Colors Of The Mind #15

High Functioning Anxiety

Make Life Worth Living #MLWL is a campaign whose is goal is to explore and spark conversation about issues concerning mental health, through art.

I knew my problem was way bigger than I had previously made it out to be when my then boyfriend told me that I constantly had panic attacks during my sleep. An unconscious Thoko would frantically search for and hold on to my boyfriend’s limbs as though I was holding on for dear life, and my calming down after he’d hugged me and told me everything would be okay had perhaps been a soothing reminder that “it was all in my head”. A couple of deep breaths and a conscious happy thought selection session would calm my body down, but my mind was still working overtime, and this time for the fact that my body could have panic attacks without my knowledge, and that the possibility of sharing a bed with another human being could be a near-devastating event for them. God forbid I have sleep paralysis the same night after having a panic attack episode. No really, God should forbid that. 

 

I have what is defined as high-functioning anxiety. In the simplest and most practical terms, what this means is that I can have what others would describe as a perfect day while having the worst mental breakdowns in my head without it showing outwardly. Yes, people with high-functioning anxiety are the kings and queens of masking their emotions and using the literal high-functioning (i.e over-analyzing, over thinking, detail-oriented) part of their anxiety as a drive for making things happen. Their anxiety is the very thing that pushes them to do things because “what if I don’t succeed at this and I end up a failure for the rest of my life” and the anxiety attack begins. With that in mind, a lot of people with this condition tend to be perfectionists, hard workers (who tend to overwork themselves into burnout), insomniacs, borderline OCD, worriers, indecisive and the list goes on. On the flip side, they are people who seem to be above average insofar as societal rules and expectations are concerned – good grades, amazing job, great family life – you name it.

On the not-so-sunny side of life, high functioning anxiety is not a recognized mental health diagnosis but is rather used as a general/ encompassing term for people living with anxiety but are able to function or get on pretty well with their lives. In extreme cases where a person’s high-functioning anxiety is recognized by a doctor as an actual chronic problem or issue, it has morphed into toxic behaviors such as substance and alcohol abuse, or into other (related) mental illnesses such as depression and other anxiety disorders such as OCD (obsessive compulsive disorder), GAD (generalized anxiety disorder) or phobias, to name a few. 

 As is the case with many anxiety disorders, the difficulty to diagnose high-functioning anxiety as an illness stems from most of its symptoms or manifestations easily passing off as behavioral characteristics such as controlling, procrastination, irritability, short-temperdness, impatience, indecisiveness, introvertedness, hypersensitivity, paranoia, or even plain old nervousness.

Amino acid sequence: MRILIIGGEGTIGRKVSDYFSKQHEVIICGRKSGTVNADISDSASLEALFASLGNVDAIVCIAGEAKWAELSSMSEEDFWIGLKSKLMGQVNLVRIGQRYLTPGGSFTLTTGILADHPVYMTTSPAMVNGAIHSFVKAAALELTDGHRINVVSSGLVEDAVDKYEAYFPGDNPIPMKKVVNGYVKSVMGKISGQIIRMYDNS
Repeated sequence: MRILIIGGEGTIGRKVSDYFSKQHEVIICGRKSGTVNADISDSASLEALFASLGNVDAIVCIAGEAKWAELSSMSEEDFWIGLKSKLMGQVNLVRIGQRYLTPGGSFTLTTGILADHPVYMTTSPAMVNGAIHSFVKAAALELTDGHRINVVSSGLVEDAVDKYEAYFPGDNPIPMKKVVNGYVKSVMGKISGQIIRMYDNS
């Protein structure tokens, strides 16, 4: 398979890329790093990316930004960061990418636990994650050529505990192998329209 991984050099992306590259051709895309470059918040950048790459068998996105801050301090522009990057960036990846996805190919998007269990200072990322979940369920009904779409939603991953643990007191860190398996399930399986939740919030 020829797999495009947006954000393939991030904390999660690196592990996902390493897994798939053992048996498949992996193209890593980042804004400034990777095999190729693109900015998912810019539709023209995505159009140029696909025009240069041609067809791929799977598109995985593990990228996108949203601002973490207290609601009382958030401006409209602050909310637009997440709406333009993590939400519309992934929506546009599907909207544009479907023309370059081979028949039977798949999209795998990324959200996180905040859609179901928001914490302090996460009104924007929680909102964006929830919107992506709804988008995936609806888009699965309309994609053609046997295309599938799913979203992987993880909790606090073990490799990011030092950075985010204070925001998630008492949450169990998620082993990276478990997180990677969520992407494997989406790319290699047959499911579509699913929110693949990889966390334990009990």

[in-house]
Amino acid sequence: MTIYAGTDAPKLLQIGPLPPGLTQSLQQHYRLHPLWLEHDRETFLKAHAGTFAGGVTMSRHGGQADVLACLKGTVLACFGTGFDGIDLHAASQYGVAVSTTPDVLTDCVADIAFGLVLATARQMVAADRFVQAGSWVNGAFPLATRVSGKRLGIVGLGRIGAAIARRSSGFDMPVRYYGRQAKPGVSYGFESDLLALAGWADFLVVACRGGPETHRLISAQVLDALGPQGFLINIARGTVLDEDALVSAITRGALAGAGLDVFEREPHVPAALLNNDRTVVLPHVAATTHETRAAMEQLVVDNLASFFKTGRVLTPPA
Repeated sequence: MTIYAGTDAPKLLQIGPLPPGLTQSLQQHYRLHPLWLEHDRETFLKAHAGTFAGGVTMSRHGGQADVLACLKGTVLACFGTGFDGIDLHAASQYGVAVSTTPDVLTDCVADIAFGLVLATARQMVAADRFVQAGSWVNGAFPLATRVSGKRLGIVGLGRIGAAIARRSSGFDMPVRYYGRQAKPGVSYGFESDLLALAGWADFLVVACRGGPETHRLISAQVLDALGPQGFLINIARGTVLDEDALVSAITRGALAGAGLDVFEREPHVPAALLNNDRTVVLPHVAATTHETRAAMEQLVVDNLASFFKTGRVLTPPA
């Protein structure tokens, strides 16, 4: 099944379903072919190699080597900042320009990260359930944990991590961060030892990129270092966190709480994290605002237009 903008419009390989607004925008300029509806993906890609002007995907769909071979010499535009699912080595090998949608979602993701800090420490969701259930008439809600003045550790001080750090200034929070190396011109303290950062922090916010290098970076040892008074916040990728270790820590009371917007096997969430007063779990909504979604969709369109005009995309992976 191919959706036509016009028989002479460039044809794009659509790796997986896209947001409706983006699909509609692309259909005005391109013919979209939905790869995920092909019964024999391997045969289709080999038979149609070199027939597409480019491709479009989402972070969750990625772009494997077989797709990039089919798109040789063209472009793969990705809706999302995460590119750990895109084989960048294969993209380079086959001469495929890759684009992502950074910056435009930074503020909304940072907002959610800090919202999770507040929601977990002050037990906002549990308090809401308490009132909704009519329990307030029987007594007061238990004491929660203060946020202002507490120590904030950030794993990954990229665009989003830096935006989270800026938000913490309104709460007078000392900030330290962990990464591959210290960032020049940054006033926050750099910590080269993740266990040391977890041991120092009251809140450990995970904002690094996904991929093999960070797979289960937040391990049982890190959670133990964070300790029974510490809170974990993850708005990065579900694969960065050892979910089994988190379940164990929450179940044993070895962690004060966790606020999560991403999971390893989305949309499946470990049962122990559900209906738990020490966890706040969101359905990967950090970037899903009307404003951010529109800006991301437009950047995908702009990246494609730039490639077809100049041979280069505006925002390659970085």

A day for me consists of a thousand wars where I try to keep my thoughts in check. I sometimes wish it were so, but my life hasn’t been made better by the myriads of people that think it’s that. Having to think about almost every action is exhausting and my brain has the worst end of the stick. If I had a choice, I’d switch off that voice (or whatever the hell it is) that tells me that I’m not walking right, chewing right, that I’m talking too loud or too off-tonish, my pants are torn which is why the guy stared at my butt, my hair bun is 5 centimeters off the middle and falling to the left and that the world probably just stands me and wouldn’t notice if I disappeared. I do not fancy the fact that my thoughts tend to deviate to what could go wrong than what could go right, and that I cancel plans and stay in more often than I’d like to because the comfort of being in my own company grants me the peace of mind and care free space that I desperately wish I’d carry with me everywhere. I lose my mind when I find myself in situations where I can not control things and I have a problem disassociating myself with other people’s actions because “what if so and so did this because of that thing I said?” 

Anxiety is not a “white people problem”, “nervousness” or “overthinking”. It is something that I and many other people out there live with on a daily basis, with some days better than others, knowing full well that we can never be completely healed from this. I need to heal parts of me that eat at my sanity every chance I get. 

 

I am a flower. Well, not literally, duh. But those pretty little things make me realize that nothing in nature blooms all year through and that I shouldn’t expect myself to either. The downs, like the ups, are part of what make life what it is – and it is a beautiful red rose that smells amazing and looks it too, but when you smell it for too long it..just..isn’t..it anymore. No really, roses stink sometimes, but I’d still have them for my birthday that is coming later on this month.

 

Love and peace. 

Author: Thoko Kadewere is a Creative Professional who’s bent towards Freelance Writing. Her rates are amazing, but not half as good as her talent. You can email her for enquiries at thoccokadewere29@gmail.com

Comments are closed.